Hot!Push button states

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naeem1234
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2018/03/05 18:42:47 (permalink)
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Push button states

Hello everyone
 
My chip is PIC18F46K22 and using XC8 compiler.
 
I am checking the state of a push button after every 100 msec using following code.
void pushbutton(void)
{

    if (PORTEbits.RE0==0U && prev_RE0==1U)
    { // Falling edge
        prev_RE0=0U;
        FP_Ignition_Input=1; // IGNON
    }
    else
    if (PORTEbits.RE0==0U && prev_RE0==0U)
    { // LOW
    }
    else
    if (PORTEbits.RE0==1U && prev_RE0==0U)
    { // Rising edge
        prev_RE0=1U;
        FP_Ignition_Input=0; // IGNOFF
    }
    else
    if (PORTEbits.RE0==1U && prev_RE0==1U)
    { // HIGH
    }
    
}

 
I am trying to implement a state machine for it so that i can detect that the current state of push button has arrived after cycling through the previous state and its not just the same logic level.
 
Please suggest is it correct to do like above?
Your help is highly appreciated.
 
Edit: correction in code for RB1
post edited by naeem1234 - 2018/03/05 19:04:19
#1

14 Replies Related Threads

    qɥb
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    Re: Push button states 2018/03/05 18:45:41 (permalink)
    +1 (1)
    Is there any hardware filtering on the pushbutton signal?
    Without that, pushbuttons tend to "bounce" generating hundreds of rapid "on and off" transitions, which can play havoc with code like that.
    The typical solution is to "debounce" in software, so you only detect a change when it has been stable for several tens of milliseconds.
     

    This forum is mis-configured so it only works correctly if you access it via https protocol.
    The Microchip website links to it using http protocol. Will they ever catch on?
    PicForum "it just works"
    #2
    du00000001
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    Re: Push button states 2018/03/05 18:53:16 (permalink)
    +1 (1)
    While your code might be ok (I didn't check in detail), I personally would recommend to use more curly brackets.
    OK - the one reference to .RB1 might be a typo.
     
    And I cannot see any advantage over simply copying the inverse of RE0 to the FP_ variable.

    PEBKAC / EBKAC / POBCAK / PICNIC (eventually see en.wikipedia.org)
    #3
    naeem1234
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    Re: Push button states 2018/03/05 19:07:35 (permalink)
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    qɥb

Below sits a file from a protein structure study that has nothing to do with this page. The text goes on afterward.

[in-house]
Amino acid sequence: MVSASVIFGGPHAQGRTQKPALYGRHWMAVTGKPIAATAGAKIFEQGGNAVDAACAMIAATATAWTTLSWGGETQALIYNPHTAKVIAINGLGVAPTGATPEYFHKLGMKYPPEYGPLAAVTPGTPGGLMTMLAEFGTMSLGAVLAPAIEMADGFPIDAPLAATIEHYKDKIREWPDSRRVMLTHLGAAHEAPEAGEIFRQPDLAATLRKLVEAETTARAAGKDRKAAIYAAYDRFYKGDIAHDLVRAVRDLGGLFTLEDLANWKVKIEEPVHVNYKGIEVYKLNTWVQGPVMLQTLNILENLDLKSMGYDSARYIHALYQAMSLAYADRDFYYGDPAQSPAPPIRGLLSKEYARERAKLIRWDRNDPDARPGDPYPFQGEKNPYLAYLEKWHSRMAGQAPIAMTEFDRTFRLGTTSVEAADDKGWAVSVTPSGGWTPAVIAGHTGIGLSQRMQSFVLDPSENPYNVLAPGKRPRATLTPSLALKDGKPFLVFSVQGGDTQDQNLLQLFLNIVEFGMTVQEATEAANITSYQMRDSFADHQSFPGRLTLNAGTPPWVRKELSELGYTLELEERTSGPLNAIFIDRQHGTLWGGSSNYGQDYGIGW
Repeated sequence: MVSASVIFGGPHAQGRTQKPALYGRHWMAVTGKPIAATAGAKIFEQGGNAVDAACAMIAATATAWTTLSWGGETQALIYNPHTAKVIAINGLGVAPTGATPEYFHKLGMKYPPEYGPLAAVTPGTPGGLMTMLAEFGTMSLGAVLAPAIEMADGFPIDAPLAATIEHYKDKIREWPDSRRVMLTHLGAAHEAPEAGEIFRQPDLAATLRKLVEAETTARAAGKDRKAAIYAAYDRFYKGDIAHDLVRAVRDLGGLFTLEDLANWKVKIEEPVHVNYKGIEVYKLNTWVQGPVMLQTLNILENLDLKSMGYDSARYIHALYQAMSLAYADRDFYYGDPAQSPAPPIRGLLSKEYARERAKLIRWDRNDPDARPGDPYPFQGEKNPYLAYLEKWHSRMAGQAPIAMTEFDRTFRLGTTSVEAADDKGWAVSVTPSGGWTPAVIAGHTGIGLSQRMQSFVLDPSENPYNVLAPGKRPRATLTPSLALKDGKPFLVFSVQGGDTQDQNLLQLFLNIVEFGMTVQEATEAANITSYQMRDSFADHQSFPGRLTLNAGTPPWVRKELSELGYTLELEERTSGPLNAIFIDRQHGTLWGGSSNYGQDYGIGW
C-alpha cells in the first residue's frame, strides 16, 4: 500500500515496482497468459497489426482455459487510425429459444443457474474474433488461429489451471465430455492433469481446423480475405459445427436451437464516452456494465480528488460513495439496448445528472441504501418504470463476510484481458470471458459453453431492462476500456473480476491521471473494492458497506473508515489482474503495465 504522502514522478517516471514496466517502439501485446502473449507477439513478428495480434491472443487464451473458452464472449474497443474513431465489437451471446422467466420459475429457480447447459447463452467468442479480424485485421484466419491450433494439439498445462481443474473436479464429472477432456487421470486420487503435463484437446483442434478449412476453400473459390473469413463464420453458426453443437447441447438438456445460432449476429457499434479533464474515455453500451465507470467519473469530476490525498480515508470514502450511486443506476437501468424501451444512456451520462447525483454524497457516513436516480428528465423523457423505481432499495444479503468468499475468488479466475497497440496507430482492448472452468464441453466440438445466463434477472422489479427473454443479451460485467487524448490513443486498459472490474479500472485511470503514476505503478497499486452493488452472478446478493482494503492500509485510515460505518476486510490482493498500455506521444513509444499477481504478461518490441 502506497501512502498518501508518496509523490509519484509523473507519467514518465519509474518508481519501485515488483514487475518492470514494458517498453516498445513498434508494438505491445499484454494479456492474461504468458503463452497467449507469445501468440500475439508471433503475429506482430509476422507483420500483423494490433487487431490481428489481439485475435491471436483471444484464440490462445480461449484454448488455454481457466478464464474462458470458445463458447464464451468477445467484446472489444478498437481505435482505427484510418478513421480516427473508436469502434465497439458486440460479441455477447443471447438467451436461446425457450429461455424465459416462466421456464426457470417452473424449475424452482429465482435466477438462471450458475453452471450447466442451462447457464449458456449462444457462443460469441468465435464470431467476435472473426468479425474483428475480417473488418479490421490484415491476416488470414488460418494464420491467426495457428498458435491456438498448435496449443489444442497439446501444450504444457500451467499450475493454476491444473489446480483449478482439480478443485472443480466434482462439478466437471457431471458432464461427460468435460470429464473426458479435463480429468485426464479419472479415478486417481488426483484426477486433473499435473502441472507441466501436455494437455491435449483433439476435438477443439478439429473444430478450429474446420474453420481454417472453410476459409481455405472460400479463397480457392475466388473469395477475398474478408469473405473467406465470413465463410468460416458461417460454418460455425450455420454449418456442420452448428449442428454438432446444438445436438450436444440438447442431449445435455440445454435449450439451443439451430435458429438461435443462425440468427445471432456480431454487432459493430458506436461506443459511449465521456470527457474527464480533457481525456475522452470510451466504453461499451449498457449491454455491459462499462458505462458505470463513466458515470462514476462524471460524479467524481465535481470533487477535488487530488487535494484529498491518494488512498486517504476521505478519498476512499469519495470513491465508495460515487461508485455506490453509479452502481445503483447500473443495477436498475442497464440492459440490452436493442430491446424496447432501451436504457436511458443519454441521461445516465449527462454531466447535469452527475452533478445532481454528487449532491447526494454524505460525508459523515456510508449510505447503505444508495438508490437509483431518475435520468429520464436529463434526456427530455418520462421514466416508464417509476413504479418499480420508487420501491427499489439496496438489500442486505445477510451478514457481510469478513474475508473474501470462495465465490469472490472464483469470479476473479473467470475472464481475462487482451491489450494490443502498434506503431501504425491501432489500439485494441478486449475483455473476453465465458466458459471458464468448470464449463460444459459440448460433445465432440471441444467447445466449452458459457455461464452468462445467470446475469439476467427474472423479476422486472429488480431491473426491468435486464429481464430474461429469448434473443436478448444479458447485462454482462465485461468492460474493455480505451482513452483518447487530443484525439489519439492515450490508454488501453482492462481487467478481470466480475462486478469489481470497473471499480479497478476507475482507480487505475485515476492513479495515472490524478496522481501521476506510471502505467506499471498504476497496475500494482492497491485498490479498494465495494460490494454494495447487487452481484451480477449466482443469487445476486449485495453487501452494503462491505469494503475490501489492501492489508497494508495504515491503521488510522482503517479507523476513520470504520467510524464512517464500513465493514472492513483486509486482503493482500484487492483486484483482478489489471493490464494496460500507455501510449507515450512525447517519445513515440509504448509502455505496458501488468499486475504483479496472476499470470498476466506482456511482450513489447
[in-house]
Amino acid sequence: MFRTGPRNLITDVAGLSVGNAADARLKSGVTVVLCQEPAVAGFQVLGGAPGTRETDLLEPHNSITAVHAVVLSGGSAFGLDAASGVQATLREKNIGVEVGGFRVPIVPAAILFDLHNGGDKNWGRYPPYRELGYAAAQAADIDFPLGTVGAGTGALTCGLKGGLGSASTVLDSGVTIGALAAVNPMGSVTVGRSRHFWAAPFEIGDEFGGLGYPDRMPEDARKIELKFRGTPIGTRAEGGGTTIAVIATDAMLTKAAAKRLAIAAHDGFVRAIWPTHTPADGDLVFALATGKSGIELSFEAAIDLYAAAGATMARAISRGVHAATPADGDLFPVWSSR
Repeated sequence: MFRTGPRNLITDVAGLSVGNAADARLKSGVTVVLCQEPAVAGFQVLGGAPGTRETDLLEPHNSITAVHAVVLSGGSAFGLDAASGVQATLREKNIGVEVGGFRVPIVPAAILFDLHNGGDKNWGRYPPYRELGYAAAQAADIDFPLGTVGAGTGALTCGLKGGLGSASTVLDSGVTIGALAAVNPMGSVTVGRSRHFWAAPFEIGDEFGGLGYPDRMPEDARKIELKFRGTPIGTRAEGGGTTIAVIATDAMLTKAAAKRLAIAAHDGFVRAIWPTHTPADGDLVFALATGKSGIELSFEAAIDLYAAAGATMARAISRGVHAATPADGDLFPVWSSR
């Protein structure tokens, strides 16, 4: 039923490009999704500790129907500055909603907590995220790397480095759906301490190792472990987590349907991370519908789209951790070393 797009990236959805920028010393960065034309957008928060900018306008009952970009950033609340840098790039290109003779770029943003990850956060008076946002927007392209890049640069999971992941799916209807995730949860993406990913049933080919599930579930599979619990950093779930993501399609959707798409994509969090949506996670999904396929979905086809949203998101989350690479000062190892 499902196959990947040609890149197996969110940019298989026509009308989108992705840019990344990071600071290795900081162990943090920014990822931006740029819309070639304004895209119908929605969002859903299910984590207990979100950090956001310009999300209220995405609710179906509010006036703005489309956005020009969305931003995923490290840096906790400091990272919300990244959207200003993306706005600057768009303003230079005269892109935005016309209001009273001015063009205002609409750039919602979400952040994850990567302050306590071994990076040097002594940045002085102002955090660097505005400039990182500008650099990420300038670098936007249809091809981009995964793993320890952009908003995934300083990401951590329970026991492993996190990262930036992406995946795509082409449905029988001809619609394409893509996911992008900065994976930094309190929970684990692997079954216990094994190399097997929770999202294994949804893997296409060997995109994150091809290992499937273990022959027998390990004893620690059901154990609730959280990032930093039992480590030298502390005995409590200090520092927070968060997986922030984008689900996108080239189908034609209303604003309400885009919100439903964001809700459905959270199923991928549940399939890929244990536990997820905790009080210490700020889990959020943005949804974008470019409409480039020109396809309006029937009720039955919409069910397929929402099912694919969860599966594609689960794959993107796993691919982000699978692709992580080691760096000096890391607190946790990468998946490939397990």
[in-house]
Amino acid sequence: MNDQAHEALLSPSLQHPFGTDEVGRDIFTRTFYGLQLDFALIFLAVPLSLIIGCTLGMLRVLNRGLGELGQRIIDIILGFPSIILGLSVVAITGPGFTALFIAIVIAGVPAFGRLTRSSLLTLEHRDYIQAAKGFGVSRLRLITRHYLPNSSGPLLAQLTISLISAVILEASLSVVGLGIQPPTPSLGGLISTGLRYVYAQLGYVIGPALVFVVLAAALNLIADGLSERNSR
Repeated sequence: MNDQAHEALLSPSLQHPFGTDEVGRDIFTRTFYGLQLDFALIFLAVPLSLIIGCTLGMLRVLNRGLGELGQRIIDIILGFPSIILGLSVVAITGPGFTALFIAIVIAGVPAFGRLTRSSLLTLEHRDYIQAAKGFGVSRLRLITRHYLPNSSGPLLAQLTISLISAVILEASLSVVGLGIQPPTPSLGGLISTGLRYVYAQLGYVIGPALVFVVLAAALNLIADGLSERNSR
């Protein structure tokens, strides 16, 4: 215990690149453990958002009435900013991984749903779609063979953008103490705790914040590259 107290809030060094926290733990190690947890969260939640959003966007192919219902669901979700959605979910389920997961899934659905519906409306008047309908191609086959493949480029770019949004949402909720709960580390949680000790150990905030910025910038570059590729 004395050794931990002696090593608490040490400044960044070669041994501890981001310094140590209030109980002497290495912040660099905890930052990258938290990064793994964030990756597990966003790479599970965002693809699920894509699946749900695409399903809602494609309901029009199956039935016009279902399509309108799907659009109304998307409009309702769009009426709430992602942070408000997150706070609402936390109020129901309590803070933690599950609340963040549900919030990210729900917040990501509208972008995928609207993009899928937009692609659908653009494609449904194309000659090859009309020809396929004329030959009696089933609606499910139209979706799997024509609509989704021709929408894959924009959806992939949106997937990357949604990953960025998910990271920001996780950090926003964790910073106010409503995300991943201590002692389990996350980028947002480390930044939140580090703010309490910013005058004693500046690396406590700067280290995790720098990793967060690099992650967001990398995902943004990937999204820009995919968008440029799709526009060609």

Is there any hardware filtering on the pushbutton signal?
    Without that, pushbuttons tend to "bounce" generating hundreds of rapid "on and off" transitions, which can play havoc with code like that.
    The typical solution is to "debounce" in software, so you only detect a change when it has been stable for several tens of milliseconds.
     




    As I am pooling the push button after every 100 msec (once in the super loop) so can it can give some de-bounce effect? There is no de-bouncing in the hardware also.
    #4
    naeem1234
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    Re: Push button states 2018/03/05 19:09:58 (permalink)
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    du00000001
    While your code might be ok (I didn't check in detail), I personally would recommend to use more curly brackets.
    OK - the one reference to .RB1 might be a typo.

     
    Yes that was a typo, now corrected.
     
    du00000001 
    And I cannot see any advantage over simply copying the inverse of RE0 to the FP_ variable.



     
    Can you explain what you mean by inverse of RE0?
    #5
    du00000001
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    Re: Push button states 2018/03/05 19:53:46 (permalink)
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    Your code is basically
    if RE0 == 0 then FP_ = 1
    else FP_ = 0
     
    so - very coarse -  FP_ = !RE0

    PEBKAC / EBKAC / POBCAK / PICNIC (eventually see en.wikipedia.org)
    #6
    naeem1234
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    Re: Push button states 2018/03/13 09:02:04 (permalink)
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    du00000001
    Your code is basically
    if RE0 == 0 then FP_ = 1
    else FP_ = 0
     
    so - very coarse -  FP_ = !RE0




    I have now changed my code as following:
    void pushbutton(void)
    {

        if (PORTEbits.RE0==0U && prev_RE0==1U)
        { // Falling edge
            prev_RE0=0U;
        }
        else
        if (PORTEbits.RE0==0U && prev_RE0==0U)